Forgiveness and Food

I spilled red wine on a grey and white carpet last night. I did my best to clean it; my best was inadequate, as ample evidence of the spill remains. My faux pas bothered me, but it didn’t send me into the atmosphere. I hope we can get the stain out; if not, I will not commit suicide. At least not for that reason. Accidents happen. Such is life. My mistake was clumsy, stupid, and avoidable. I forgave myself for being human. In this instance. In considering my bumbling mistake, it occurred to me that my willingness to forgive myself for making it is a rarity. I don’t forgive myself for much.

I may have made a mistake, pointed out to me by a woman with whom I’ve been friends on Facebook for several years, when I used the word “ethnic” to describe food. I wonder whether, if indeed I made a mistake, I am eligible for forgiveness? Here is part of the exchange between us (responding to a post in which I said was I buying ethnic food):

Elle (my friend): Isn’t the word “ethnic” to describe food politically incorrect? (this is a serious question).

Me: I have read some pieces that suggest “ethnic” applied to food is derogatory. I think whether it is derogatory depends on the ear and the audience. From my perspective, Mexican food, Indian food, Arabic food, French food, Moroccan food, etc. are ethnic foods. From the perspective of a Moroccan or a Mexican, American food or Canadian food or Caribbean food might be called ethnic food. And in each case, country-specific or region-specific foods might be called ethnic. If language is changing AND if the majority of people from regions where food I call ethnic consider the term offensive, I would gladly adjust. I remember a time when “Oriental food” was a perfectly acceptable term, but it came to be considered offensive…so the term is now (perhaps temporarily) “Asian food.” Sometimes, I think political correctness is dictated by fear of offending where offense would not be taken, except for the fear articulated by the fearful. If I have simply missed the cultural shift and should change my behavior, I will. But I would want to feel sure the issue is real. Long, long answer to a short question. 😉 What are your thoughts?

Elle: The word “ethnic” feels odd to me, and I found it offensive. To me, the use of “ethnic” denotes a lack of sensibility as if the foods are considered all the same and somehow of lower quality. Doesn’t each food deserve an attribute of its own, like French food, Japanese food, Iranian food OR European food, Southeast Asian food, Middle Eastern (which at least narrows it down to a limited geographical area)? “Ethnic” sounds colonialistic to me.

Me: Your response to the word is new to me and very different from mine. Rather than a label of inferior quality or “sameness,” my sense of the word elevates the subjects to which they are applied. Each food does deserve its own attribute, as you say, but collectively they require a label that, in my mind, says they are “different from my native culture,” (and therefore exotic in some way). Again, I use the word in appreciation, not in disparagement. But your response makes me want to explore further whether my definition and usage is mistakenly negative. I do not want to be mistaken for a colonialist!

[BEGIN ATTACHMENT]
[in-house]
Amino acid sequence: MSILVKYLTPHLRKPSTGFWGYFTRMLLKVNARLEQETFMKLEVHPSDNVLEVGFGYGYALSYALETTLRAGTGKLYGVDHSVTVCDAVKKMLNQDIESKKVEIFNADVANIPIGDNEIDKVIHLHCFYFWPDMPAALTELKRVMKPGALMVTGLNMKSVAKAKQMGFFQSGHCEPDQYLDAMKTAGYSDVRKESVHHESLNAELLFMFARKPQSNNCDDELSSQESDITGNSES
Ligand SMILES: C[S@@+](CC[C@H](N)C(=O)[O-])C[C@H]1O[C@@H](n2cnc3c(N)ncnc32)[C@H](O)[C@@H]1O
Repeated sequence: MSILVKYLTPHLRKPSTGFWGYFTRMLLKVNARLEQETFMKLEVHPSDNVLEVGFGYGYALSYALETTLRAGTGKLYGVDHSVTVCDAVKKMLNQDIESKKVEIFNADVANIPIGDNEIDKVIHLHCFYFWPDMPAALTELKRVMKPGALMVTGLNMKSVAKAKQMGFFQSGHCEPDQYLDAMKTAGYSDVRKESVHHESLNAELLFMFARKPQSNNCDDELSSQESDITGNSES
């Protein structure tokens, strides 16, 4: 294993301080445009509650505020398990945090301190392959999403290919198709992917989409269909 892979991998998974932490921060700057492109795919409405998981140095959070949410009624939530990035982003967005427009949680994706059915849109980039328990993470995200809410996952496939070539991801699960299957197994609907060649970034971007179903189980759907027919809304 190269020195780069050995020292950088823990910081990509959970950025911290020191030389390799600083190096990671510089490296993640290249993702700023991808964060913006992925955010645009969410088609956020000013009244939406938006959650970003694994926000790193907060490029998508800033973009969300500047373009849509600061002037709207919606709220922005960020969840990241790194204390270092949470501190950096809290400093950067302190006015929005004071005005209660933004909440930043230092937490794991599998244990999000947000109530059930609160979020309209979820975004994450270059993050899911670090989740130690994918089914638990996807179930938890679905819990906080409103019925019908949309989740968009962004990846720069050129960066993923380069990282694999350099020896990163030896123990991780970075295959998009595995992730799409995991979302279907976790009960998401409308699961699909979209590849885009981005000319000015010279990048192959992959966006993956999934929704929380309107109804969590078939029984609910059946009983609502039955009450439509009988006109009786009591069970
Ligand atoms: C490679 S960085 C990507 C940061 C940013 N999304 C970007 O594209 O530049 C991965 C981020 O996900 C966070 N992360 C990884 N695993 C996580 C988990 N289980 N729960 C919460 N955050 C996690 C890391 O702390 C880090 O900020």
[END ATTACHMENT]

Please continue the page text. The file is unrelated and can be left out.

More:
I then added: Elle, I have posted the following on my FB page: “Serious questions: In your view, is use of the word “ethnic” to describe food derogatory? That is, does it suggest the foods are of lower quality or that the cultures from which they come are somehow inferior? What terms would you use, instead, to be more sensitive?” I would really like to know how others in my sphere perceive the word. Perhaps you might ask the same question of those among your FB followers?

My immediate gut reaction was to think the very idea that use of the word “ethnic” to describe food might be politically incorrect was absurd. But I tried to put aside my reaction and think rationally about it. My intent in using the word is not the issue. The issue is how the word is perceived by people who might be offended because the word applies to their native foods. Attempting to put myself in a position in which I might be offended by a term used to describe “American” food, I try to examine my emotions if I heard someone describe the foods of my culture and some others as “bland.” The person using the description might not intend it to be derogatory; she might intend only to suggest the foods do not use much spice. But I might view the term in another way; I might think “bland” means uninteresting, dull, boring, tedious, etc. The only way the person using the term in an innocuous (to them) way is to let them know how their usage is perceived. That may be precisely what Elle was telling me. But I’m not yet convinced. I’m awaiting the responses from FB friends, both mine and hers.  Thus far, though, the one response I’ve received suggests I may need to rethink my choice of terms to describe foods from other cultures.

About John Swinburn

"Love not what you are but what you may become."― Miguel de Cervantes "Intimacy is never wrong. It can be awkward, it can be unsettling, it can feel dangerous, it can seem out of place, but it’s never wrong."― John Swinburn
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